Harry Benson is definitely not a household name, but the longtime photographer has captured images that are iconic throughout various forms of 20th Century life. When the Beatles came to America, Benson was there with his camera. When Robert Kennedy was shot at the Ambassador Hotel in Los Angeles, Benson was there with his camera. The professional life of Harry Benson is now the subject of the new documentary from directors Justin Bare and Matthew Miele, Harry Benson: Shoot First. For much of its running time, Harry Benson: Shoot First is rather rote biographical documentary, examining the life and work of its subject through the testimony of various talking heads and celebrities. However, Harry Benson: Shoot First is really at its best when it questions the moral aspects of its subject’s work, wondering if Benson prioritizes his work at the expense of the humanity of others.
Getting his start on Fleet Street in London, Harry Benson quickly worked his way up the ranks of photo journalists in trying to capture the story through his lens by any means necessary. Harry Benson wasn’t just limited to any one form of photography, capturing moments ranging from war torn regions to celebrity profiles. His reputation has earned him the trust of various celebrities and politicians over the years, including up close and personal photo session with the likes of Muhammed Ali, Robert Kennedy, and Michael Jackson. Sometimes his quests for an exclusive image have him dabbling in morally questionable waters, such as camping out to get a picture of the reclusive Greta Garbo in her older age. Whatever you think of Harry Benson one thing is certain – his expansive portfolio of iconic images speaks for themselves.
Much of Harry Benson: Shoot First is simply biographical information provided by Benson and his family members or talking heads and celebrities praising the work of the photographer. Some of the celebrities that appear in the documentary include Alec Baldwin, James L. Brooks, Bryant Gumbel, and (Sigh) Donald Trump. Benson obviously has an eye behind the camera and many of the images shown and discussed are memorable, especially one of Jack Nicholson with a spattering of white power around one of his nostrils. And the photographer isn’t shy about recounting his stories of photographing celebrities and politicians over the years, and is especially candid about the times he shot Michael Jackson. All of these aspects to the film are rather generic. The film is presented in a flashy manner with nice production values, but most of it is rather boilerplate material for a documentary.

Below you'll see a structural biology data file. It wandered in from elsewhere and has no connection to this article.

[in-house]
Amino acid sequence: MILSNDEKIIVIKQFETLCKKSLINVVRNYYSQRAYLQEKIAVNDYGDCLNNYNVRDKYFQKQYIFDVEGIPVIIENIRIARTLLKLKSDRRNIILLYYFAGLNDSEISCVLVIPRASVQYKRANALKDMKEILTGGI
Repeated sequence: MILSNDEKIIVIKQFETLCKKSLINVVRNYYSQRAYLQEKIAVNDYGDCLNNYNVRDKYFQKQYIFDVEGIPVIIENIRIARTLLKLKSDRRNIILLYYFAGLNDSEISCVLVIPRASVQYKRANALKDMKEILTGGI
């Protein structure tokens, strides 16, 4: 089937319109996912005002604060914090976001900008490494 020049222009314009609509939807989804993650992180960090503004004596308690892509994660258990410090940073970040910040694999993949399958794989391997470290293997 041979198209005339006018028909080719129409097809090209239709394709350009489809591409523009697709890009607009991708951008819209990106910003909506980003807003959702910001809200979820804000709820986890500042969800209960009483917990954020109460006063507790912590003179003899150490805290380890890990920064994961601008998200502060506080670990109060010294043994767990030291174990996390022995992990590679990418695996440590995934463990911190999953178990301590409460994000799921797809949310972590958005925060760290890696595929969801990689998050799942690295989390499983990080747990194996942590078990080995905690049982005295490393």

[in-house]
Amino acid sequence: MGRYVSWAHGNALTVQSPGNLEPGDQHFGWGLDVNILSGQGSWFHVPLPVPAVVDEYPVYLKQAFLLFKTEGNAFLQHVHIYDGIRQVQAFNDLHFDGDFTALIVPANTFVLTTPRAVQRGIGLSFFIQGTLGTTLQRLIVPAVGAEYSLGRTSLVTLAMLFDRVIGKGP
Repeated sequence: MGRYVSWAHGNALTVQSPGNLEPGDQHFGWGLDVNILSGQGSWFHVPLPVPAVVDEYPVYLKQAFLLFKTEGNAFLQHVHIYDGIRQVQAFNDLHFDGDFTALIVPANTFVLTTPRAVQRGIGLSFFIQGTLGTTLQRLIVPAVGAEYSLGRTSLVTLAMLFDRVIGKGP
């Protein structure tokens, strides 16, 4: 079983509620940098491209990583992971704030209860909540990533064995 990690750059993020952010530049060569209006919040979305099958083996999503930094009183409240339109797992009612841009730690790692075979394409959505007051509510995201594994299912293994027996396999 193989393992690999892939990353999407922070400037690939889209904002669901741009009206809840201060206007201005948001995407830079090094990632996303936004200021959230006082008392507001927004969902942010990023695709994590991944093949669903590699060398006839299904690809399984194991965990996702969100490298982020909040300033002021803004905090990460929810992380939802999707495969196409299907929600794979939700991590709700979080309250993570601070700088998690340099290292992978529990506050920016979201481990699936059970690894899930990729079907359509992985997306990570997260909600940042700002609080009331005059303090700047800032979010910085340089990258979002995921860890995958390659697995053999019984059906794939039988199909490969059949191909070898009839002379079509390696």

Where the film really picks up and finds its most engaging material is through the most controversial pictures of Harry Benson’s career. When Robert Kennedy was shot, Benson stood over the politicians’ bleeding body capturing the images. Interview subjects question whether or not Benson could’ve helped the wounded Kennedy as he lay dying, though Benson is quick to say that he was there to do his job. The other image that garners a lot of conversation about the morality of Benson’s work is the photographs of the reclusive Garbo. It questions whether or not Benson abandoned the prestige he accumulated over the years on an act that is no different than that of the average paparazzi, though again Benson denies this charge. These moments are few and far between in Bare and Miele’s film despite being the most fascinating aspect to Benson’s career.
Harry Benson: Shoot First is a mostly interesting documentary about a man who captured iconic images of celebrities and politicians for the past 50-plus years. It is simply a biographical documentary that plays it safe more often than not. Sadly, Harry Benson: Shoot First is at its best when it isn’t playing it safe and questioning whether or not its subject was right in putting the quest for the great picture before everything else. If only Bare and Miele were as willing to take risks as Harry Benson.
Harry Benson: Shoot First
Exploring the life and career of famed photographer Harry Benson, Harry Benson: Shoot First is mostly by the number but excels when it examines the moral questions of prioritizing an iconic image above all else.